Tuesday, March 5, 2013

Greens Bash Moniz for Energy Secretary

WSJ.COM 3/6/13:  The environmental community is throwing a fit over President Obama's nomination of nuclear physicist Ernest Moniz to run the Department of Energy. Their protests are primarily a comment on just how radicalized the green movement has become in recent years.
Mr. Moniz, after all, is exactly the sort of true-believer environmentalist that one would expect Mr. Obama to nominate to follow Steven Chu. The physicist is a huge supporter of throwing taxpayer dollars at renewable energy projects, which has unfortunately become one of DOE's core functions. (See Solyndra, and other bankrupt grant recipients.) Mr. Moniz helped write a 2010 report from his perch on the President's Council of Advisors on Science and Technology that recommended dumping $16 billion a year into renewables)—or three times the previous amount.
He has warned about climate change, and complained that there hasn't been enough action to combat it. The MIT Energy Initiative, which he directs at the Massachusetts Institute of Technology, has studied natural gas and fracking, and it has led Mr. Moniz to parrot the usual environmental lines about water contamination and methane leaks. In Senate testimony two years ago, he suggested regulation would be best if "applied uniformly to all shales," which suggests he is in favor (as most greens are) of the feds taking over regulation of fracking from the states.
Nominee for Secretary of Energy Ernest Moniz
And yet the left is up in arms. "At a time when the last thing we should be doing is undermining our progress against climate change, Moniz is the wrong choice to head one of the most important agencies in the fight for a sustainable energy future," complained Elijah Zarlin, who works at progressive activist group CREDO Action. Food and Water Watch, an anti-fracking outfit, declared that his nomination "could set renewable energy development back years." Greenpeace moaned that Mr. Moniz was a "strange choice to pair with the president's choice to fight global warming."
Mr. Moniz's sin, it would seem, is in favoring natural gas as a "bridge fuel" until such time as the greens' vision of all-renewable world comes to pass. This is hardly controversial, and was in fact exactly the view of nearly every environmental group not so long ago. Green outfits pushed and praised natural-gas as a low-carbon alternative to oil and coal, and liked especially that dwindling natural-gas supplies (at that time) kept gas prices high and closer to the cost of renewables.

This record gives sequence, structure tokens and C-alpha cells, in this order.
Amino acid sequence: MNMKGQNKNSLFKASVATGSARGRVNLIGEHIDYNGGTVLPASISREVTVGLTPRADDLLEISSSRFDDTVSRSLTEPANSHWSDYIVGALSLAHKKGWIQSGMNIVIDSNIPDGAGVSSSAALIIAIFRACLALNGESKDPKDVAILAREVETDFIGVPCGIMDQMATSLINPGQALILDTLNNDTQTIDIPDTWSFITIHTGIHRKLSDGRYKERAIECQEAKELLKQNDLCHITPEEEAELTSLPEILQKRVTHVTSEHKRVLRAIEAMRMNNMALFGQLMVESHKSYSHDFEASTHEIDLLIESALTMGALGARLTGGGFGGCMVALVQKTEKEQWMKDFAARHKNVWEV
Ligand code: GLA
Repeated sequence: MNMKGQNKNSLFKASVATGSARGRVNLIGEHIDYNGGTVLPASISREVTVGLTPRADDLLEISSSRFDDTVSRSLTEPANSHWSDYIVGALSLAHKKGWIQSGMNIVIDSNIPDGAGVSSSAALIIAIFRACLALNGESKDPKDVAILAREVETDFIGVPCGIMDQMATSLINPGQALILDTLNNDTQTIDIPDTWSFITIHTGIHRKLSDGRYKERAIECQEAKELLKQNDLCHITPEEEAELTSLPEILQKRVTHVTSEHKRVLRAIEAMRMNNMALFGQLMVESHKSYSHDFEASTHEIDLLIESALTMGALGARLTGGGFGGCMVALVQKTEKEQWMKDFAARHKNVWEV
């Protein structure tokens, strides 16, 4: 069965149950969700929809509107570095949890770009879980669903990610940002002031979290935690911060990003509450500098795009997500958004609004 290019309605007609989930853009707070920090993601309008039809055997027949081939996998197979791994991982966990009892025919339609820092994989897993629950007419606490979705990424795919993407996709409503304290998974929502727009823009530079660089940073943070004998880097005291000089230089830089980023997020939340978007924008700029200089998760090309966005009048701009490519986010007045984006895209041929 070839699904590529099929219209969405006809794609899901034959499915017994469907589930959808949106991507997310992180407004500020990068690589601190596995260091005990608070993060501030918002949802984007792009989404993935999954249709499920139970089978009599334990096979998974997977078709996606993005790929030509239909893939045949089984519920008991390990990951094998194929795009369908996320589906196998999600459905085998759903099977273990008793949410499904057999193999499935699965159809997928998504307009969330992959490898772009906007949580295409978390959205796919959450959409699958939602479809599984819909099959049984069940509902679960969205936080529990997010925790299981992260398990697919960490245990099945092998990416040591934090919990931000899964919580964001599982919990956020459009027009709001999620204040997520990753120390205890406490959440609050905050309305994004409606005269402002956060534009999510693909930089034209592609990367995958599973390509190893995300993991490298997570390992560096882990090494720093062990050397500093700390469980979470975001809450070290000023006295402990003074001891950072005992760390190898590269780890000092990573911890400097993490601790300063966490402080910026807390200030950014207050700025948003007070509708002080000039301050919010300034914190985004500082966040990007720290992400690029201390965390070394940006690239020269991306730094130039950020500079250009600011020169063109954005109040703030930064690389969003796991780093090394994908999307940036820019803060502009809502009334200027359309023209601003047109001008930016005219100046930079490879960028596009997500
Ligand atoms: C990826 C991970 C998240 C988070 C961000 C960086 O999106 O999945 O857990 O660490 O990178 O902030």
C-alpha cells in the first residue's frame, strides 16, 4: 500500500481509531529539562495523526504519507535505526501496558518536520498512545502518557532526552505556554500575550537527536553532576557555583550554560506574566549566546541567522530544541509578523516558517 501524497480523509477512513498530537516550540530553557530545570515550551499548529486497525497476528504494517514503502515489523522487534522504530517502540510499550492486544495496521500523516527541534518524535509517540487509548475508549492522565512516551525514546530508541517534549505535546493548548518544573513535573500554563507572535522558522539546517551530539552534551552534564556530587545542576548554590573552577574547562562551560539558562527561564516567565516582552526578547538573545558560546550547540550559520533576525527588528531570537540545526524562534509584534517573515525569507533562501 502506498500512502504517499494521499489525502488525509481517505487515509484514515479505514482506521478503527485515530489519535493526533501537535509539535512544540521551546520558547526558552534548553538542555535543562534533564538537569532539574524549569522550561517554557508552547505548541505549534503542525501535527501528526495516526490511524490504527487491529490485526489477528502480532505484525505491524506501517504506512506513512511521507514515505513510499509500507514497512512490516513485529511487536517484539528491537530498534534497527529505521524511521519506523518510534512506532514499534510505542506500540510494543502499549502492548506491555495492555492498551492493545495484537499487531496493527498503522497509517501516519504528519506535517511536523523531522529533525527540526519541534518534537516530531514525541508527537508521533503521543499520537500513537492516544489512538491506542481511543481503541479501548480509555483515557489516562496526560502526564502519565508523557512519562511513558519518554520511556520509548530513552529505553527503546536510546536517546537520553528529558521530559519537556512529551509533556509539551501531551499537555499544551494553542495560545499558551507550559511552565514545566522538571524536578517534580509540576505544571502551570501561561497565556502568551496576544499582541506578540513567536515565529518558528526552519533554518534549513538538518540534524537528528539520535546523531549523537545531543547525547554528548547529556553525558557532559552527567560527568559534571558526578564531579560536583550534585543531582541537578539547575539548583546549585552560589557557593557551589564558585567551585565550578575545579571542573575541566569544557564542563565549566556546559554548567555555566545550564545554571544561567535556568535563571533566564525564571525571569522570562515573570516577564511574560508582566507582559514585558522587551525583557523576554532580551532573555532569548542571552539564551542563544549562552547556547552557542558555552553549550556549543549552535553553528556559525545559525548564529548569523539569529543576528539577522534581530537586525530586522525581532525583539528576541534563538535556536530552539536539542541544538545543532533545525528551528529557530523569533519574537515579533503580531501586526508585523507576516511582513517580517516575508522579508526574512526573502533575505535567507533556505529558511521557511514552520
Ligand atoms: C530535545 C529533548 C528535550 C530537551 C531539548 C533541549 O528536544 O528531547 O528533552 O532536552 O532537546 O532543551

But as the fracking breakthrough has produced a gush of natural gas, lowering prices and creating a jobs boom, green groups have violently turned against the fuel and declared anyone who continues to support it a heretic. This would include Mr. Moniz, for daring to suggest, as he did at the Senate hearing, that "natural gas can indeed play an important role in the next couple of decades (together with demand management) in economically advancing a clean energy system." Even though Mr. Moniz wants to further regulate fracking, and ultimately phase gas out, this is still too much for a green movement that, under Mr. Obama, has developed zero tolerance for fossil fuels.
Mr. Moniz is also under attack for holding the view that nuclear should remain part of the energy mix—an uncontroversial view among most policymakers but a new bright line for a growing number of greens. And the physicist gets rapped for the fact that the MIT Energy Initiative has accepted some money from fossil fuel companies. Not that.
What makes these complaints odd is that Mr. Moniz has the potential to be a bigger thorn in conservatives' sides than Mr. Chu. A former Clinton administration official, Mr. Moniz is likely to be more Beltway savvy than his predecessor. And while Mr. Chu largely focused on renewable investment, Mr. Moniz's wide range of interests could signal that he'll drag Energy into bigger fights over fracking and climate.

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